Vector population growth and condition-dependent movement drive the spread of plant pathogens

Allison K. Shaw, Angela Peace, Alison G. Power, Nilsa A. Bosque-Pérez

Research output: Contribution to journalArticlepeer-review

50 Scopus citations


Plant viruses, often spread by arthropod vectors, impact natural and agricultural ecosystems worldwide. Intuitively, the movement behavior and life history of vectors influence pathogen spread, but the relative contribution of each factor has not been examined. Recent research has highlighted the influence of host infection status on vector behavior and life history. Here, we developed a model to explore how vector traits influence the spread of vector-borne plant viruses. We allowed vector life history (growth rate, carrying capacity) and movement behavior (departure and settlement rates) parameters to be conditional on whether the plant host is infected or healthy and whether the vector is viruliferous (carrying the virus) or not. We ran simulations under a wide range of parameter combinations and quantified the fraction of hosts infected over time. We also ran case studies of the model for Barley yellow dwarf virus, a persistently transmitted virus, and for Potato virus Y, a non-persistently transmitted virus. We quantified the relative importance of each parameter on pathogen spread using Latin hypercube sampling with the statistical partial rank correlation coefficient technique. We found two general types of mechanisms in our model that increased the rate of pathogen spread. First, increasing factors such as vector intrinsic growth rate, carrying capacity, and departure rate from hosts (independent of whether these factors were condition-dependent) led to more vectors moving between hosts, which increased pathogen spread. Second, changing condition-dependent factors such as a vector's preference for settling on a host with a different infection status than itself, and vector tendency to leave a host of the same infection status, led to increased contact between hosts and vectors with different infection statuses, which also increased pathogen spread. Overall, our findings suggest that vector population growth rates had the greatest influence on rates of virus spread, but rates of vector dispersal from infected hosts and from hosts of the same infection status were also very important. Our model highlights the importance of simultaneously considering vector life history and behavior to better understand pathogen spread. Although developed for plant viruses, our model could readily be utilized with other vector-borne pathogen systems.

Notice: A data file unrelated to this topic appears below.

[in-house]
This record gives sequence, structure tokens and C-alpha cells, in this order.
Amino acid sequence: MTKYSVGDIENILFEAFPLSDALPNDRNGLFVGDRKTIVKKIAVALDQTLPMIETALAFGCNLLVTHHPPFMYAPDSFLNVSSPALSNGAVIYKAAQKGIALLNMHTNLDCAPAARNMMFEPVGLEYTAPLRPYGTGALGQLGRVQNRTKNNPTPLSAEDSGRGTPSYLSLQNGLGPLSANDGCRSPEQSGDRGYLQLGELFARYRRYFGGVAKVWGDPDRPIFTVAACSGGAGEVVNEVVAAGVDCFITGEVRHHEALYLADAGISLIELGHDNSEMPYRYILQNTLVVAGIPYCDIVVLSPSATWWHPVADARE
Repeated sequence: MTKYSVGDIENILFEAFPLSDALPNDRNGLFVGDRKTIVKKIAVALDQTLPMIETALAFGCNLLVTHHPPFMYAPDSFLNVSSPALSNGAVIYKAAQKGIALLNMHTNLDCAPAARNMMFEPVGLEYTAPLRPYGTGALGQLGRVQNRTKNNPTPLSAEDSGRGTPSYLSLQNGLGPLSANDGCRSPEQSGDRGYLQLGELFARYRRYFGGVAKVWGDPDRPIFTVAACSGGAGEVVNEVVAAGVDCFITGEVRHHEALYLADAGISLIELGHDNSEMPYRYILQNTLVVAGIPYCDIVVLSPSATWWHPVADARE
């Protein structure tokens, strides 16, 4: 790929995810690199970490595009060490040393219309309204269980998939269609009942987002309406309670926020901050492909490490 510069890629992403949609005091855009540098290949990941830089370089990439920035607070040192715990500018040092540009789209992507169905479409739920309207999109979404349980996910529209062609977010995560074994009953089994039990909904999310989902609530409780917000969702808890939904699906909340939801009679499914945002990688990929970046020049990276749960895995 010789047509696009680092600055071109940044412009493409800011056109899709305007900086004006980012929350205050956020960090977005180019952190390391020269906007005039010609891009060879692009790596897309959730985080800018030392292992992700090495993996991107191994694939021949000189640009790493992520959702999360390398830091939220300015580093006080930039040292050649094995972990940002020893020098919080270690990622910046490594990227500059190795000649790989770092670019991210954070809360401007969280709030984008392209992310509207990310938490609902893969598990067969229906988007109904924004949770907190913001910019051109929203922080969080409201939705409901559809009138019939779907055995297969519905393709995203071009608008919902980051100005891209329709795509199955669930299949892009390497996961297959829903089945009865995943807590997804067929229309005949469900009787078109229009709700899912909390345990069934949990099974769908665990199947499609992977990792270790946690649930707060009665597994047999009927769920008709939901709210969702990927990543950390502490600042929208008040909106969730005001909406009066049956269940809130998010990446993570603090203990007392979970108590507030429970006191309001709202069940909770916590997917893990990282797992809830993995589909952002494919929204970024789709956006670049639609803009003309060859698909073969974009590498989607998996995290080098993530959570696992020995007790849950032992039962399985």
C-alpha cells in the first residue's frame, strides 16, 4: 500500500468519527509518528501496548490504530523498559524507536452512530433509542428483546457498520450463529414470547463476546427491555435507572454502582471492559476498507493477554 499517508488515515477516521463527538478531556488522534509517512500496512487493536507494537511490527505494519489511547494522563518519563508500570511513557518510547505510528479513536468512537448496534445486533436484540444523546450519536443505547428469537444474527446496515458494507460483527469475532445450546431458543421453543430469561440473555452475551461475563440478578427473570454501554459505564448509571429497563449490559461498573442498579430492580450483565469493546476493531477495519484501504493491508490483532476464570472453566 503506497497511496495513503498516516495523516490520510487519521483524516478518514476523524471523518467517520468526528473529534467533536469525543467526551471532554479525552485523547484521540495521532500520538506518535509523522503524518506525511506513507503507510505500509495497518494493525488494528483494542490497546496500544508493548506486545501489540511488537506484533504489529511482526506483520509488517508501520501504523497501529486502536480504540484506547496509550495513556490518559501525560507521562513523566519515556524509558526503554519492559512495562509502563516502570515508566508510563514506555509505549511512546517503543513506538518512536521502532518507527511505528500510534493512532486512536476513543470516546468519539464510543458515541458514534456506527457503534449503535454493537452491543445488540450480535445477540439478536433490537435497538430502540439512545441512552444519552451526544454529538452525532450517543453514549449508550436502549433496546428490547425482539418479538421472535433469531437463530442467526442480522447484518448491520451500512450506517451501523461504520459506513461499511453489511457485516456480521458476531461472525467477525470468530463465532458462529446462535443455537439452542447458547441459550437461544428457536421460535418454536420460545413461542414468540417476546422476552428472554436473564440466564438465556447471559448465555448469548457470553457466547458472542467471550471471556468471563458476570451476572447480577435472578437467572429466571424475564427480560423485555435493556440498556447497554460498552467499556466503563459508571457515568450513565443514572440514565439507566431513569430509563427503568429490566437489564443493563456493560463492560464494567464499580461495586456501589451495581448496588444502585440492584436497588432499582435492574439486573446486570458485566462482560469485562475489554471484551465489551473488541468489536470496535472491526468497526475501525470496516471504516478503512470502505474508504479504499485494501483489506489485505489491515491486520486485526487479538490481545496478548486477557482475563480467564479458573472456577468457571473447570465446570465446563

Original languageEnglish (US)
Pages (from-to)2145-2157
Number of pages13
Issue number8
StatePublished - Aug 2017

Bibliographical note

Funding Information:
We thank M. Igoe and two reviewers for feedback on previous manuscript versions. This work was conducted as a part of the Vector Movement and Disease Working Group at the National Institute for Mathematical and Biological Synthesis, sponsored by the National Science Foundation through NSF Award DBI-1300426, with additional support from The University of Tennessee, Knoxville. This material is based in part upon work supported by NSF IOS-1556674 to A. K. Shaw and NSF DEB-1015903 and USDA NIFA 2013-67013-21235 to A. G. Power.

Publisher Copyright:
© 2017 by the Ecological Society of America


  • Barley yellow dwarf virus
  • Potato virus Y
  • condition dependence
  • disease epidemiology
  • movement ecology
  • vector movement
  • vector preference


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